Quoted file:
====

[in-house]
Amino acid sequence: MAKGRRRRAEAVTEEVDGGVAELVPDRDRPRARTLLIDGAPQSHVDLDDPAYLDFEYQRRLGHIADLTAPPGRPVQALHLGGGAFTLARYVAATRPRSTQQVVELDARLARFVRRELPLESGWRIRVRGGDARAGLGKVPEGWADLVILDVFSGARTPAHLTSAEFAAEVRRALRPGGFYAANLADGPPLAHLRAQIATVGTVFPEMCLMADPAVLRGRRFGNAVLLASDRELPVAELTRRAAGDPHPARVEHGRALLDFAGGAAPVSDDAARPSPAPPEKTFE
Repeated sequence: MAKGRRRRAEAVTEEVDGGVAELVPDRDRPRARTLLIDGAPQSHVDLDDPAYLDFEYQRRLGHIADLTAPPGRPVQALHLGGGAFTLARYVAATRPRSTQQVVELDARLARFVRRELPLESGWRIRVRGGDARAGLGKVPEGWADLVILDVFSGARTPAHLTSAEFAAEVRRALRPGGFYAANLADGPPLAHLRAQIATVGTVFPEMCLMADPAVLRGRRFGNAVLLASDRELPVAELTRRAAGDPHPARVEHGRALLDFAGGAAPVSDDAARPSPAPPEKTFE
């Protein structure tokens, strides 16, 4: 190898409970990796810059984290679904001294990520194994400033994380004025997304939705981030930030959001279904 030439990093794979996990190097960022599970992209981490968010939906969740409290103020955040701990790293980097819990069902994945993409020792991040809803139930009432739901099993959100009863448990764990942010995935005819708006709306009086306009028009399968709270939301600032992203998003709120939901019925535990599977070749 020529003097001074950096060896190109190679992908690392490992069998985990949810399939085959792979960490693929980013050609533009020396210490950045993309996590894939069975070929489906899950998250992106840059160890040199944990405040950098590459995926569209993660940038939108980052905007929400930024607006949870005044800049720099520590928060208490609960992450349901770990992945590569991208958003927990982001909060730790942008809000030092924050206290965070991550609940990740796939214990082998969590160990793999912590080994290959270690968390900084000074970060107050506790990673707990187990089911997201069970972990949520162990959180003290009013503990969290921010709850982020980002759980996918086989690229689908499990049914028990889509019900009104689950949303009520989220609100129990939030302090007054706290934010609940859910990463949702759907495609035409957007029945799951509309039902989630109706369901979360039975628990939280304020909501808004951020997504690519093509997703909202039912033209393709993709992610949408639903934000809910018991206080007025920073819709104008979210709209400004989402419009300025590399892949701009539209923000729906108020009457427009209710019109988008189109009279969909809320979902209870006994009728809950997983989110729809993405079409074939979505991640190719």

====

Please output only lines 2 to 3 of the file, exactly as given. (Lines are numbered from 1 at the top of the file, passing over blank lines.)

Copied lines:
Amino acid sequence: MAKGRRRRAEAVTEEVDGGVAELVPDRDRPRARTLLIDGAPQSHVDLDDPAYLDFEYQRRLGHIADLTAPPGRPVQALHLGGGAFTLARYVAATRPRSTQQVVELDARLARFVRRELPLESGWRIRVRGGDARAGLGKVPEGWADLVILDVFSGARTPAHLTSAEFAAEVRRALRPGGFYAANLADGPPLAHLRAQIATVGTVFPEMCLMADPAVLRGRRFGNAVLLASDRELPVAELTRRAAGDPHPARVEHGRALLDFAGGAAPVSDDAARPSPAPPEKTFE
Repeated sequence: MAKGRRRRAEAVTEEVDGGVAELVPDRDRPRARTLLIDGAPQSHVDLDDPAYLDFEYQRRLGHIADLTAPPGRPVQALHLGGGAFTLARYVAATRPRSTQQVVELDARLARFVRRELPLESGWRIRVRGGDARAGLGKVPEGWADLVILDVFSGARTPAHLTSAEFAAEVRRALRPGGFYAANLADGPPLAHLRAQIATVGTVFPEMCLMADPAVLRGRRFGNAVLLASDRELPVAELTRRAAGDPHPARVEHGRALLDFAGGAAPVSDDAARPSPAPPEKTFE